Prime Minister Benjamin Netanyahu gives a statement to the nation on a day when police used force to quell protests in Tel Aviv, in which he compares the demonstrators to settlers who rampaged through a Palestinian West Bank town on Sunday night after two Israelis were shot dead there in a terror attack. The settlers burned dozens of homes and vehicles in riots that also saw the death of a Palestinian.
“We won’t accept violence in Huwara and we won’t accept violence in Tel Aviv,” Netanyahu says.
The premier says that, in both situations, demonstrators crossed red lines, which he defined as violence and anarchy, including striking police officers, blocking roads, and threats to politicians.
The statement does not include an anticipated call for compromise and talks, and instead accuses the protesters of fomenting “anarchy.”
“Freedom to protest is not a license to drive the country to anarchy,” Netanyahu says.
Netanyahu attempts to compare the current protests against the judicial overhaul to the protests against the 2005 disengagement plan, which saw Israel withdraw from the Gaza Strip and uproot thousands of settlers.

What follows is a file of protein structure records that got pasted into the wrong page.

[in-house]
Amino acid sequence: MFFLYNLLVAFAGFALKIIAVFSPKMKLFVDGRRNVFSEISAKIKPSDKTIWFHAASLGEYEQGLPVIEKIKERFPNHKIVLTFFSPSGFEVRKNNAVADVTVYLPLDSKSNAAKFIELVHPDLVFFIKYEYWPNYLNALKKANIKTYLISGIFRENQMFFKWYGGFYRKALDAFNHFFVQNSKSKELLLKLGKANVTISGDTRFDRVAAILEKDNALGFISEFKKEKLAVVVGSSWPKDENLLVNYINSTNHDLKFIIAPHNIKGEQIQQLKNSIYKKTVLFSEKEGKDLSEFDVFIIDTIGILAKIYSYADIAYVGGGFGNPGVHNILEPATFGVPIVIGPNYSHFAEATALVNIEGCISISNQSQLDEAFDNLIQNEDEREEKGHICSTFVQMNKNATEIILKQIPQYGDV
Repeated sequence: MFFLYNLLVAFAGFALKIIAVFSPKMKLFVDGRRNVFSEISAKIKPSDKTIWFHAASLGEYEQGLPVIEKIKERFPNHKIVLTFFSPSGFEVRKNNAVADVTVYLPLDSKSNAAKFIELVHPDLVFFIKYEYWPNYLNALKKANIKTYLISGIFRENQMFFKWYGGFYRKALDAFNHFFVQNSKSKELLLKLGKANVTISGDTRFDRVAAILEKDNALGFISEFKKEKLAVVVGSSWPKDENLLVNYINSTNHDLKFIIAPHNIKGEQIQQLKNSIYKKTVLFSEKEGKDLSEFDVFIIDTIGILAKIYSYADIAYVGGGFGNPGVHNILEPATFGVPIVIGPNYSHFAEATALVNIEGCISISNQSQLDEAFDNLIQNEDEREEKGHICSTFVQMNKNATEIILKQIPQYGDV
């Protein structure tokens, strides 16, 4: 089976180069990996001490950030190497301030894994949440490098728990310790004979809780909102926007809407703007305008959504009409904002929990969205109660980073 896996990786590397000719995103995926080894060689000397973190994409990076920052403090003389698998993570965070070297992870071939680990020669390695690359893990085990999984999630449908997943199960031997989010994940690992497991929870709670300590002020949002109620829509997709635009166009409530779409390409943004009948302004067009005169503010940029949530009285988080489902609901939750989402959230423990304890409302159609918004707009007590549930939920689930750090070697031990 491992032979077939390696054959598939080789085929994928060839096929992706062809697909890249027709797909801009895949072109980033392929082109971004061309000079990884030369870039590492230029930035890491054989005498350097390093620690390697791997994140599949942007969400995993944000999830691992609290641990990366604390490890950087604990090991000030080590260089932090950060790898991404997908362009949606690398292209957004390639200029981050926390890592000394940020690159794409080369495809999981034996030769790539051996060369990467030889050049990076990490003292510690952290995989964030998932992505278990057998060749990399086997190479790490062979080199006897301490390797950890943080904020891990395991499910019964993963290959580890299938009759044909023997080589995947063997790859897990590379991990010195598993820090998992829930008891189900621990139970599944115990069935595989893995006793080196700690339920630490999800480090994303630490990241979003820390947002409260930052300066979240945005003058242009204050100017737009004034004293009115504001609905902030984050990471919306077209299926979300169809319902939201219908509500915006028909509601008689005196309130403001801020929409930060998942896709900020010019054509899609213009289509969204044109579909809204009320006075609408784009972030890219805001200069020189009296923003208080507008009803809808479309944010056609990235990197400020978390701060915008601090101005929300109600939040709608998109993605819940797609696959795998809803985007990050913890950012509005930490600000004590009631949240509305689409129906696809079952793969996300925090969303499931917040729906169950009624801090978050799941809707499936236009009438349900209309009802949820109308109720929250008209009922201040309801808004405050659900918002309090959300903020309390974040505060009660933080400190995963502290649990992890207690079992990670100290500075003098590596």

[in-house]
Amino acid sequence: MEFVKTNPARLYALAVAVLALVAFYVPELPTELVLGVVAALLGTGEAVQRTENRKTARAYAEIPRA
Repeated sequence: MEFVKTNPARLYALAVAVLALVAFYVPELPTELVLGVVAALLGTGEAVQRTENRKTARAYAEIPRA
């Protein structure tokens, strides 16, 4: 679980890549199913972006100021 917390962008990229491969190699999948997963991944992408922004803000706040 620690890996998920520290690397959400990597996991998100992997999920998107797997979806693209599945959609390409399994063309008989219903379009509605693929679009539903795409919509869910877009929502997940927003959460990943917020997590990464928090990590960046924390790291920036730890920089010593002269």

Netanyahu, who was part of the government that voted for disengagement, portrays himself as one of the leaders of the opposition and says, falsely, that those protests were all peaceful.
“They went out and made a strong and determined protest,” Netanyahu says of anti-disengagement activists. “But I’ll say one thing: that struggle didn’t cross red lines.”
Netanyahu glosses over the fact that his own finance minister, Bezalel Smotrich, was arrested and held by the Shin Bet for three weeks in 2005, on suspicion of plotting to blow up cars on a busy Tel Aviv highway.
Netanyahu slams the opposition and ignores the fact that National Unity party Benny Gantz called today for immediate dialogue, warning that civil war is imminent.